Make sure your needle is on the correct side of the zipper foot so that you don’t run over the zipper tab when you get to it.

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Turn the zipper so it is facing up and away from the pillow fabric as shown:

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Now, lay the other pillow fabric square on top of this one, right sides together, matching the edges. Pin. See photo below:

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Stitch 1/4″ away from the teeth, on the unsewn side.

Be sure to take out pins before you sew over them.

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Now, unzip the zipper part way. If you don’t, you’ll stitch the zipper inside and it will be tough to get it unzipped to turn the pillow right side out.

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Next, match the three remaining sides of the pillow squares, so that the edges line up.

Now, line up the zipper edges.

Start sewing on the zipper edge of the pillow about 1/2″ away from the zipper stitching toward the inside of the pillow.

Stitch around the 3 non-zipper sides and stop as indicated in the photo below:

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I know it seems strange that your stitching doesn’t match up with where you stitched the zipper on, but this is why this method is so awesome…you don’t have to line up your stitching and you don’t have to worry about the zipper teeth or the tail of the zipper showing!!!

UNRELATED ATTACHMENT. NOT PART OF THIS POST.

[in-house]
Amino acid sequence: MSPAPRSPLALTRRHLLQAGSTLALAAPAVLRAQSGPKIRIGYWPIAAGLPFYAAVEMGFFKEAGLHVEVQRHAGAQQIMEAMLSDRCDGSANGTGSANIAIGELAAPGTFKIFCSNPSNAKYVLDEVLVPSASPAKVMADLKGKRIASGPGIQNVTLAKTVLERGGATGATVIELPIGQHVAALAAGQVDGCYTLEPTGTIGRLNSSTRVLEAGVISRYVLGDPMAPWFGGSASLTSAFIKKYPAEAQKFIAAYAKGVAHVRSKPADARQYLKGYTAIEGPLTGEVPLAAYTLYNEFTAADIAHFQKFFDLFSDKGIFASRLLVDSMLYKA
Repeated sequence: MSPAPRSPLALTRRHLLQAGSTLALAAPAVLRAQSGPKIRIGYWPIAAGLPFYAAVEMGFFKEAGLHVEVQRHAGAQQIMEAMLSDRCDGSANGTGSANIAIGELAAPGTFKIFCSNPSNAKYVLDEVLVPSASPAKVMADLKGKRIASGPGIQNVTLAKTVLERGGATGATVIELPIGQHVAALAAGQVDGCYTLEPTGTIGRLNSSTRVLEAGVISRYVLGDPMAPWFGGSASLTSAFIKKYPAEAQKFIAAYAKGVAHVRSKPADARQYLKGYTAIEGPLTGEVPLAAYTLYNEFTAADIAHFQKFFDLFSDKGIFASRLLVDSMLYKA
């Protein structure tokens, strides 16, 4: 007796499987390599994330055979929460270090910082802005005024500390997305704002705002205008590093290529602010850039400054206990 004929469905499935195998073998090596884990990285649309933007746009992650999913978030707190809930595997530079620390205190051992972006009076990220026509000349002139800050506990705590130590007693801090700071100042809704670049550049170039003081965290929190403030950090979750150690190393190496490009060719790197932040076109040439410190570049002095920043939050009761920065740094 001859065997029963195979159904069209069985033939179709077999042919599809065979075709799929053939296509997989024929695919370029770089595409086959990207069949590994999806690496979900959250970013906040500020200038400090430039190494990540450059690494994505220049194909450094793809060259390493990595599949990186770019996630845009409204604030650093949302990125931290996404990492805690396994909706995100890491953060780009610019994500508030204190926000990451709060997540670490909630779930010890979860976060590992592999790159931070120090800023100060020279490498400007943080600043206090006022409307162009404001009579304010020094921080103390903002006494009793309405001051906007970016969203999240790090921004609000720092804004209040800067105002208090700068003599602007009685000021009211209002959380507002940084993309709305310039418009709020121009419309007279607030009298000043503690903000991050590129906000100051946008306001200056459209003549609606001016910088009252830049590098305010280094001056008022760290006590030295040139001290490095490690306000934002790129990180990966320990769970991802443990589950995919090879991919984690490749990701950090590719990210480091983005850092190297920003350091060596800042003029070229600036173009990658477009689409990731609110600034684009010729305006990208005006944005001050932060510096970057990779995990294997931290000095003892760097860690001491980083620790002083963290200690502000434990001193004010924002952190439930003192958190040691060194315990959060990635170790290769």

Now, reach in and turn the pillow right side out and look at the zipper!

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Here is the view with the zipper closed:

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I made three of these pillows recently, and it took no time at all.

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See how nice and full they look?

And you don’t see the zippers on the bottom.

Bam! Done!

 

How To Add Lining and Hem Your Drapes or Curtains

Finding drapes in the color, length and fabric you need is not an easy task, unless you get them custom made. But that is expensive.